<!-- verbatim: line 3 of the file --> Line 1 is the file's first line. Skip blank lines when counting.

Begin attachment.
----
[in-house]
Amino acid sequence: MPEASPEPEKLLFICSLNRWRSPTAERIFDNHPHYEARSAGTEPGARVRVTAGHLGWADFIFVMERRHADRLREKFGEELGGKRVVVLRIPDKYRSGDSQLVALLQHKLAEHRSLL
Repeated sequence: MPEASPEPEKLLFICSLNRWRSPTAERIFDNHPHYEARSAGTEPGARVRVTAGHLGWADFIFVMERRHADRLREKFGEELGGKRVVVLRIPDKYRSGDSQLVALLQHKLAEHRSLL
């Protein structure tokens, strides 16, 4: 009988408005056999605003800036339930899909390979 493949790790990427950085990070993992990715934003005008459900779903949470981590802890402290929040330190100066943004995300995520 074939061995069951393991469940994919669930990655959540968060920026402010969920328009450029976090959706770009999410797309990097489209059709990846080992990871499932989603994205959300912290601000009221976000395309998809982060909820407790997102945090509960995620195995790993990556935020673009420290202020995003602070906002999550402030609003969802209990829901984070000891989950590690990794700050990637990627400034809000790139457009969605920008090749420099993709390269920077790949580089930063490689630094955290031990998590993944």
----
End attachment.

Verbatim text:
Repeated sequence: MPEASPEPEKLLFICSLNRWRSPTAERIFDNHPHYEARSAGTEPGARVRVTAGHLGWADFIFVMERRHADRLREKFGEELGGKRVVVLRIPDKYRSGDSQLVALLQHKLAEHRSLL